This season feels like a dream, right? Our beloved local nine is on a five game winning streak, sit at 49-40, have a 4.5 game lead in the National League Central, and are guaranteed to be in first place when the 2nd half of the season begins after the All-Star break next week. So let’s talk about them Milwaukee Brewers!
Who is the second-half #2017BrewersAce?
I’m going to go with Jimmy Nelson. I feel like there hasn’t been enough talk about just how truly excellent he’s been this season. Here’s how he ranks among qualified pitchers:
Innings Pitched: 104.0 (t-29)
K/9: 9.69 (18)
BB/9: 2.16 (15)
Ground Ball rate: 49.3% (14)
ERA: 3.20 (14)
FIP: 3.12 (8)
DRA: 3.24 (19)
DRA-: 69 (19)
cFIP-: 82 (11)
Nelson appears to be really coming into his own this season and right now, he’s pitching like an ace. Nothing in his statistical profile or with his current mechanics gives the indication that regression is coming, so hopefully the Brewers can count on Nelson to lead their rotation into the playoffs during the season’s 2nd half.
The Dane asks:
Anyone else fondly remember peeyourpantsforthebrewers.com?
Somehow I still got my (now) wife to marry me after I made good on my pledge when we made the playoffs in 2008.
Ha, I remember that site. Apparently it still exists right here on the internet! The list of folks who signed up doesn’t seem to load anymore, but I will admit that I was one of those who put my name down (and I made good on my pledge in 2008). Hard to believe that site was created a decade ago this year. Those post-Doug Melvin rebuild Brewer teams were sure a lot of fun, but hopefully the results that we are witnessing of the latest rebuilding effort lead by Melvin and David Stearns will yield more than two playoff berths and one NLCS appearance in the coming years (not that I’m complaining - 2011 was amazing).
If I hit 100 home runs and strike out 500 times in one season am I the best or worst hitter of all time?
Somewhere in the middle. They say 600 plate appearances is roughly a full-season’s worth, so we’ll assume this hypothetical player took 600 turns at the dish and in that sample, accrued 100 hits, all home runs, no walks, no hit by pitches, no sacrifices or sac flies, along with 500 strikeouts. That’d come to a triple slash of .167/.167/.667, or an OPS of .834. The average MLB OPS this season is .763, so you’d have a rough OPS+ somewhere around 110 or so, without accounting for park adjustments and such.
Which fast food restaurant
has the greatest discrepancy between quality of food you see on commercials versus what you get? Which one has the least discrepancy?
I think Wendy’s might have the biggest discrepancy. Don’t get me wrong, their food is fine. But in my experience it never quite looks as appetizing through the drive-thru as it does on the commercials.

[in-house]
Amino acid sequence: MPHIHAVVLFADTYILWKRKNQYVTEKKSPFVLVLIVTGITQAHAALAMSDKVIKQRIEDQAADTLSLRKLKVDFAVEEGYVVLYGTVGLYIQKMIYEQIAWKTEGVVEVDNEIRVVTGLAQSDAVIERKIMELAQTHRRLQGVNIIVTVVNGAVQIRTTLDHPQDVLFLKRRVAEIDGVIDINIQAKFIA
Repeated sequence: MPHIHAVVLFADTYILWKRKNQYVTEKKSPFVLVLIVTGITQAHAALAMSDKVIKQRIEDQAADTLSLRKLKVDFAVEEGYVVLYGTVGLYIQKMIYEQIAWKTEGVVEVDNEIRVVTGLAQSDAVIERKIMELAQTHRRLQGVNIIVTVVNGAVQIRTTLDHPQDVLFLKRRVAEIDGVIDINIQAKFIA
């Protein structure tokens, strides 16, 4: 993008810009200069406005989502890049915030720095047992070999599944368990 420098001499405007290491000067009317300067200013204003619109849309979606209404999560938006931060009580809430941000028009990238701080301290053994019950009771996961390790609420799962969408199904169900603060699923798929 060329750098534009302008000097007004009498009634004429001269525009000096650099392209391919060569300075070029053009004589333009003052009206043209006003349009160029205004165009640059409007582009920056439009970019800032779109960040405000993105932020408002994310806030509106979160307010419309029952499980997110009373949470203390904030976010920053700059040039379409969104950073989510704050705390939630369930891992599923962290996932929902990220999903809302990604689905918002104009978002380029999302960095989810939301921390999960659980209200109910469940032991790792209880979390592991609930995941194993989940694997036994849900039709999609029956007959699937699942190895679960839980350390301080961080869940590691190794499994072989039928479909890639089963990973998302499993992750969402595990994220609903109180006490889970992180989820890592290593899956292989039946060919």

Least discrepancy? Maybe KFC. I haven’t gotten a bad batch of chicken from there, and I’m a sucker for that $5 fill-up famous bowl meal. I just went through the one on HWY 100 and National over by my house the other day. Dank as f***.
Re: your tweet from earlier today about checking in on Stroman
I’d like to hear more about that. How much does Stroman have left on his deal and what’s he getting paid? What do you think it would take to get him? I suppose pretty much any package would have to start with Ray or Isan Diaz, or maybe both?
Idk, I’d just like to hear your take on it, Kyle. Maybe this would be a good topic for an article.
Stroman, 26, was arbitration eligible for the first time as a Super 2 player last winter. He’s making $3.4 mil this season and will have three additional years of club control via arbitration after this one. Stroman hasn’t pitched like an “ace” per se, but he’s been quite an effective pitcher in the big leagues with a 3.80 ERA/3.51 FIP/3.48 DRA across 467.0 innings pitched. He missed most of 2015 with a torn ACL, but hasn’t really had any arm issues so far during his career. His fastball velocity has increased each of the last two seasons and is averaging 93.6 MPH this season. Durability going forward may be the biggest question for Stroman, as he’s only 5’8” and 180 lbs, though if the Brewers were to acquire him they’d only need him to hold up through his age-29 season before he hits free agency. If the Jays do make him available, I’m certain there’d be plenty of suitors given the years of cheap control over his prime-age seasons and the possibility of even further upside. Corey Ray is probably what the team would try to offer as a centerpiece, and they’d probably have to add someone in the Erceg/Diaz vein and maybe a top-30 level arm like Ponce or Diplan to the deal. That might not even be enough, honestly, but with minor league depth as strong as Milwaukee’s and a lineup full of controllable talent at the big league level, a deal of that magnitude might be worth it. Given the state of the system, making a large acquisition like Stroman or another controllable starter wouldn’t come close to “mortgaging the future.”
Thanks for the fun inquiries this time around, y’all! If you see me at Summerfest today, feel free to come say hi. I got free tickets through a local radio station and will be going with the wife and baby Rosie. It’ll be the first time I’ve been in several years.
Statistics courtesy of Fangraphs and Baseball Prospectus